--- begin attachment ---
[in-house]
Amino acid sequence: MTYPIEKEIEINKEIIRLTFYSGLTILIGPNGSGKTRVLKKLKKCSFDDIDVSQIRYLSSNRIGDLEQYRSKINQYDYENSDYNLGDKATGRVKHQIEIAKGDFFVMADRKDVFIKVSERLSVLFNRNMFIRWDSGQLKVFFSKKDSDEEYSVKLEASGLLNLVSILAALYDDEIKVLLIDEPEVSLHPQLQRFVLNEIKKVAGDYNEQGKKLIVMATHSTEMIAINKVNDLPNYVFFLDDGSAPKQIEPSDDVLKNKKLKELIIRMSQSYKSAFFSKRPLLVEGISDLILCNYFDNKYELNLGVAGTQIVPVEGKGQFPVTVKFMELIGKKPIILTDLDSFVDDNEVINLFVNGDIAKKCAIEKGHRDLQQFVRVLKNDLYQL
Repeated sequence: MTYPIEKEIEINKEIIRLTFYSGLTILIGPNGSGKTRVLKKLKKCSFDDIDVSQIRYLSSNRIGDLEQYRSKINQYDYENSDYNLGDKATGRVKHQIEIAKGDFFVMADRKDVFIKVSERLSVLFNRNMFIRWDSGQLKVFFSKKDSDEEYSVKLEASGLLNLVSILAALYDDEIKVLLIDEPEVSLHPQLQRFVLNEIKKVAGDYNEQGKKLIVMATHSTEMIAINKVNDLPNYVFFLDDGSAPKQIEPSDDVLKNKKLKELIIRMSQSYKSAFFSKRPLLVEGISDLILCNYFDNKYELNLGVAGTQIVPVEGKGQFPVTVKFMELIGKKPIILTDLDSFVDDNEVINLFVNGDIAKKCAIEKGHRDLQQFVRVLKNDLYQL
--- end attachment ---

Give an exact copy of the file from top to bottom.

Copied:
[in-house]
Amino acid sequence: MTYPIEKEIEINKEIIRLTFYSGLTILIGPNGSGKTRVLKKLKKCSFDDIDVSQIRYLSSNRIGDLEQYRSKINQYDYENSDYNLGDKATGRVKHQIEIAKGDFFVMADRKDVFIKVSERLSVLFNRNMFIRWDSGQLKVFFSKKDSDEEYSVKLEASGLLNLVSILAALYDDEIKVLLIDEPEVSLHPQLQRFVLNEIKKVAGDYNEQGKKLIVMATHSTEMIAINKVNDLPNYVFFLDDGSAPKQIEPSDDVLKNKKLKELIIRMSQSYKSAFFSKRPLLVEGISDLILCNYFDNKYELNLGVAGTQIVPVEGKGQFPVTVKFMELIGKKPIILTDLDSFVDDNEVINLFVNGDIAKKCAIEKGHRDLQQFVRVLKNDLYQL
Repeated sequence: MTYPIEKEIEINKEIIRLTFYSGLTILIGPNGSGKTRVLKKLKKCSFDDIDVSQIRYLSSNRIGDLEQYRSKINQYDYENSDYNLGDKATGRVKHQIEIAKGDFFVMADRKDVFIKVSERLSVLFNRNMFIRWDSGQLKVFFSKKDSDEEYSVKLEASGLLNLVSILAALYDDEIKVLLIDEPEVSLHPQLQRFVLNEIKKVAGDYNEQGKKLIVMATHSTEMIAINKVNDLPNYVFFLDDGSAPKQIEPSDDVLKNKKLKELIIRMSQSYKSAFFSKRPLLVEGISDLILCNYFDNKYELNLGVAGTQIVPVEGKGQFPVTVKFMELIGKKPIILTDLDSFVDDNEVINLFVNGDIAKKCAIEKGHRDLQQFVRVLKNDLYQL